Searching for that first job can be frustrating, unless Uncle Harry is holding open a position for you in his company. Help is available. Start with Winthrop's Center for Career and Civic Engagement. It has the latest Career Search software and a career library to identify potential employers. It sponsor workshops on how to write résumés and cover letters. It also offers mock interviews to polish your interpersonal skills and individual counseling to handle specific issues. Check the Web site at Career and Civic Engagement for details.
Talk with your professors, as well. They keep in touch with alumni and might be able to identify contacts in the areas in which you are interested. If nothing else, alumni are often willing to talk with current students about what types of opportunities are available in their fields and how to go about finding them.
Internet sites are also of value. Many sites list available employment opportunities. Do you want to join a firm in telecommunications or transportation or pharmaceuticals? Do a Web search, find an industry trade association that lists the sites of members firms and start browsing. Check out the job listings. What is available? What types of people and skills are the firms seeking? Government agencies, both state and federal, list openings as well. Log onto the Web and search. And don't forget sites such as monster.com and flipdog.com that allow students to post their résumés electronically.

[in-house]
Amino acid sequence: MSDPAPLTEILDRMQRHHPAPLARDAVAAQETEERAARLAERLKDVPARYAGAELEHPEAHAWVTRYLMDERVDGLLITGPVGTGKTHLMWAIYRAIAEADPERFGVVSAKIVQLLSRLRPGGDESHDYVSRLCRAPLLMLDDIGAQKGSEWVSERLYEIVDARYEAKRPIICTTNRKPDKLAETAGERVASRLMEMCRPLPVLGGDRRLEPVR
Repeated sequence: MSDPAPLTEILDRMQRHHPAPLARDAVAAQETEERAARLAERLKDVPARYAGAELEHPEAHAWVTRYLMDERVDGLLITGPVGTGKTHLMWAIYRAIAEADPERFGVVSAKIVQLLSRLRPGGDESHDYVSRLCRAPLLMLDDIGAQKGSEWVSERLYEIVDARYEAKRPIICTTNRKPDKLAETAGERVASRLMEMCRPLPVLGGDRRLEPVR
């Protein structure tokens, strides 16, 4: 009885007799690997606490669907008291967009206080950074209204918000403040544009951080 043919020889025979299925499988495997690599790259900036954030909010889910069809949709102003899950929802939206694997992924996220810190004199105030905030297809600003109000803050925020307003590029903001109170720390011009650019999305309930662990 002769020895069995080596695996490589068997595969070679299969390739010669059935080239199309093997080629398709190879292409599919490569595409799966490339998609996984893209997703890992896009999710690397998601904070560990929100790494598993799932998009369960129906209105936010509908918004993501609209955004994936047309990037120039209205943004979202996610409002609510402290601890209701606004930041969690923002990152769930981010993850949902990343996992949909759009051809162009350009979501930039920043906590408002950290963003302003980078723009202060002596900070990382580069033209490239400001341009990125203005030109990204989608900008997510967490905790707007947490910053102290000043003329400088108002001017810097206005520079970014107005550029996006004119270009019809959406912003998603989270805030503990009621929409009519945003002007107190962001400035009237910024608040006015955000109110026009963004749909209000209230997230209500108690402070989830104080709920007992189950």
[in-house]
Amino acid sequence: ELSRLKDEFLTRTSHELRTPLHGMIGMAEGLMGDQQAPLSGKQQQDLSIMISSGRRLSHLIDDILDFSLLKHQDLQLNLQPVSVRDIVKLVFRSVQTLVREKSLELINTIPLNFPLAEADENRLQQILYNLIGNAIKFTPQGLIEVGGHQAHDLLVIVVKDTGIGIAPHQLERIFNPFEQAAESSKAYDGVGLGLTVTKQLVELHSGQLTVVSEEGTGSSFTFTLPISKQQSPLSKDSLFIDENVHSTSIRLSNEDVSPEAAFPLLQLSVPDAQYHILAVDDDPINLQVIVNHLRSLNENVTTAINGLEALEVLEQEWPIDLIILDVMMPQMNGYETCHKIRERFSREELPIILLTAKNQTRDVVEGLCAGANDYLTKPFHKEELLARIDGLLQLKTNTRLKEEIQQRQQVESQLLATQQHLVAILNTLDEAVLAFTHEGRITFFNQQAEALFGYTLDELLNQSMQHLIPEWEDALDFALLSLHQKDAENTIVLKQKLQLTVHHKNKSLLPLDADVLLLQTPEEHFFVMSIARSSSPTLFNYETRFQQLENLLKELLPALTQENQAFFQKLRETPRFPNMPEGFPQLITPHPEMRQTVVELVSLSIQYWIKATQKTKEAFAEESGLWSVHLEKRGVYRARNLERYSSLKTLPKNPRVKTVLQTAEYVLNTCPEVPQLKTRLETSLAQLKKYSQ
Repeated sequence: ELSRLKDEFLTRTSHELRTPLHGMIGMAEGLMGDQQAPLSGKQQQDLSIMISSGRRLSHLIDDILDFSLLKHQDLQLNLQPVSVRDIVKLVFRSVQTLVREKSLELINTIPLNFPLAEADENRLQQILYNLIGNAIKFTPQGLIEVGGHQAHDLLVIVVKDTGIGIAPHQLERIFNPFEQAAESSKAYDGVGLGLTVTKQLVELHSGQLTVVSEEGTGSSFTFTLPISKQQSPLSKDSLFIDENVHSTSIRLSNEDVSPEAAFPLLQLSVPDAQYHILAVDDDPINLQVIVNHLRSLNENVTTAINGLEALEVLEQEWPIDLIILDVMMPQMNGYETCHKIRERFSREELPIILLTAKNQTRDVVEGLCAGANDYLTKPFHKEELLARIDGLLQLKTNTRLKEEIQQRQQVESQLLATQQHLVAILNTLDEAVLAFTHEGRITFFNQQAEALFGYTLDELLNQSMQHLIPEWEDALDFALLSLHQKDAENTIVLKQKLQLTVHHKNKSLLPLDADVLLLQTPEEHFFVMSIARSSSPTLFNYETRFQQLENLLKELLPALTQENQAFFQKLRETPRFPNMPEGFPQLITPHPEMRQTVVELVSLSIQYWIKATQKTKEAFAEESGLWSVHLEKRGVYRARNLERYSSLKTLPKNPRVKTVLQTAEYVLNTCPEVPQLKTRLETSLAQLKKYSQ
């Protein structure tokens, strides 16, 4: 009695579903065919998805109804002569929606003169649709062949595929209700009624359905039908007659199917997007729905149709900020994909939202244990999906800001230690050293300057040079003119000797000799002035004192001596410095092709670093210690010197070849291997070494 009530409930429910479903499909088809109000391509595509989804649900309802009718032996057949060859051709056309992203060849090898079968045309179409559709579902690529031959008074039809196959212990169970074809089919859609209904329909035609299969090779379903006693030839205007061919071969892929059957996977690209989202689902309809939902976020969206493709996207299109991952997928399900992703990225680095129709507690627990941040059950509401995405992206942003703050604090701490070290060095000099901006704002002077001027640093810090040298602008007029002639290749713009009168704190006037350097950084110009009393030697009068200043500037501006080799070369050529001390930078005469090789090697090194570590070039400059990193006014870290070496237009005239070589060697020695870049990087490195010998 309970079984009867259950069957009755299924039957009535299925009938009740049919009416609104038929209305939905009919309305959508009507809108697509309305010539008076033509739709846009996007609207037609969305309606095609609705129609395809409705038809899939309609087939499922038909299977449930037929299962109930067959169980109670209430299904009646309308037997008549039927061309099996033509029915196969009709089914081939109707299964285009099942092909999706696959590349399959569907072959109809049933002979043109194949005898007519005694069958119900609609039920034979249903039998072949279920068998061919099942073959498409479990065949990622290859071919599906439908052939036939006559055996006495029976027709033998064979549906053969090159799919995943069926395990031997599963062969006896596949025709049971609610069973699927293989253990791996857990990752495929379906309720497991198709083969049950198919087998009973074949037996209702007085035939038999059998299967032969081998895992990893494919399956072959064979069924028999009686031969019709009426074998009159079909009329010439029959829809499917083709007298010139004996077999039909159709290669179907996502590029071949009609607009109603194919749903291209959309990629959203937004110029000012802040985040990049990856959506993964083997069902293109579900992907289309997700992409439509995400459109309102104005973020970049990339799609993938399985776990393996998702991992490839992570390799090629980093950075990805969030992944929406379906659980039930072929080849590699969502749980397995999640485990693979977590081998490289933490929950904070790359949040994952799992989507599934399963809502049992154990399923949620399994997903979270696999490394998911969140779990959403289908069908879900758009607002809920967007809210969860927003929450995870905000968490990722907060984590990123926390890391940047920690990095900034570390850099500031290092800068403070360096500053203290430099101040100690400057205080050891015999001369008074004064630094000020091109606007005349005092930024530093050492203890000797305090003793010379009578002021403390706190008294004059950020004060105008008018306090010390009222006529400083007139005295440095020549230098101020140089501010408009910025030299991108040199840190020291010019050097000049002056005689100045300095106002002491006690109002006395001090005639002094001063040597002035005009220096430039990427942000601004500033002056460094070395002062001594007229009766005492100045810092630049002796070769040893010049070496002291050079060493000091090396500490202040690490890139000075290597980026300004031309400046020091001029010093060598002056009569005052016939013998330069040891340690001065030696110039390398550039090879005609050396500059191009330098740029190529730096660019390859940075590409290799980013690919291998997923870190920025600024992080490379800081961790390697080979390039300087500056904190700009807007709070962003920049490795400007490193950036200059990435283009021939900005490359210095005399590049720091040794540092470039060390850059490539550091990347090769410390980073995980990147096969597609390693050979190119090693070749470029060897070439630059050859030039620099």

Career Services does offer some on-campus interviews, but relatively few of you will be placed through them. Most of you will rely on the old-fashioned approach of sending out résumés and making phone calls.
Above all, be flexible. Graduates who insist on finding a job in a particular location with a particular type of firm are often graduates who sit on the sidelines while their classmates grab the actual openings. Remember you are unlikely to stay in your first job for long. Good performance in a poor job often means the ability to find a much better job in the very near future.